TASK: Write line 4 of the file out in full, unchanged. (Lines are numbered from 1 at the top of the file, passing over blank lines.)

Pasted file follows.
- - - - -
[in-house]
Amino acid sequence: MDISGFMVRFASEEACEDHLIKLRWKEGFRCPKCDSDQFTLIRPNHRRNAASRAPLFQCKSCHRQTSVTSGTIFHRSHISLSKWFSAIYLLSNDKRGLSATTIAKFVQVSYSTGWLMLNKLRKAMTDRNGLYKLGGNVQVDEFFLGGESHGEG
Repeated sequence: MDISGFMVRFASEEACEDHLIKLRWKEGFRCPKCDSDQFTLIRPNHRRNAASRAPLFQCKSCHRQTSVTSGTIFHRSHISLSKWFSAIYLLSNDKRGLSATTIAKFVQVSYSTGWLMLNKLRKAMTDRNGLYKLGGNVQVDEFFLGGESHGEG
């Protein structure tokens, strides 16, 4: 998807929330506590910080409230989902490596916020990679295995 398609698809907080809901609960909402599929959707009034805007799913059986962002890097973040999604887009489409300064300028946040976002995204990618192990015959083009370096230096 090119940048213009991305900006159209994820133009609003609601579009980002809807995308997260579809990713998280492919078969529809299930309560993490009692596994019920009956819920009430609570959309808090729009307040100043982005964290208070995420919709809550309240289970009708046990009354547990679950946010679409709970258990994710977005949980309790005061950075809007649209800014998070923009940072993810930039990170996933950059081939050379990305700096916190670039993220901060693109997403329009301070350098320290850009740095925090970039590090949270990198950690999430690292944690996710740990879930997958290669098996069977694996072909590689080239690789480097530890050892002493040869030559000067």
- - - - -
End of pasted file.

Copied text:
């Protein structure tokens, strides 16, 4: 998807929330506590910080409230989902490596916020990679295995 398609698809907080809901609960909402599929959707009034805007799913059986962002890097973040999604887009489409300064300028946040976002995204990618192990015959083009370096230096 090119940048213009991305900006159209994820133009609003609601579009980002809807995308997260579809990713998280492919078969529809299930309560993490009692596994019920009956819920009430609570959309808090729009307040100043982005964290208070995420919709809550309240289970009708046990009354547990679950946010679409709970258990994710977005949980309790005061950075809007649209800014998070923009940072993810930039990170996933950059081939050379990305700096916190670039993220901060693109997403329009301070350098320290850009740095925090970039590090949270990198950690999430690292944690996710740990879930997958290669098996069977694996072909590689080239690789480097530890050892002493040869030559000067």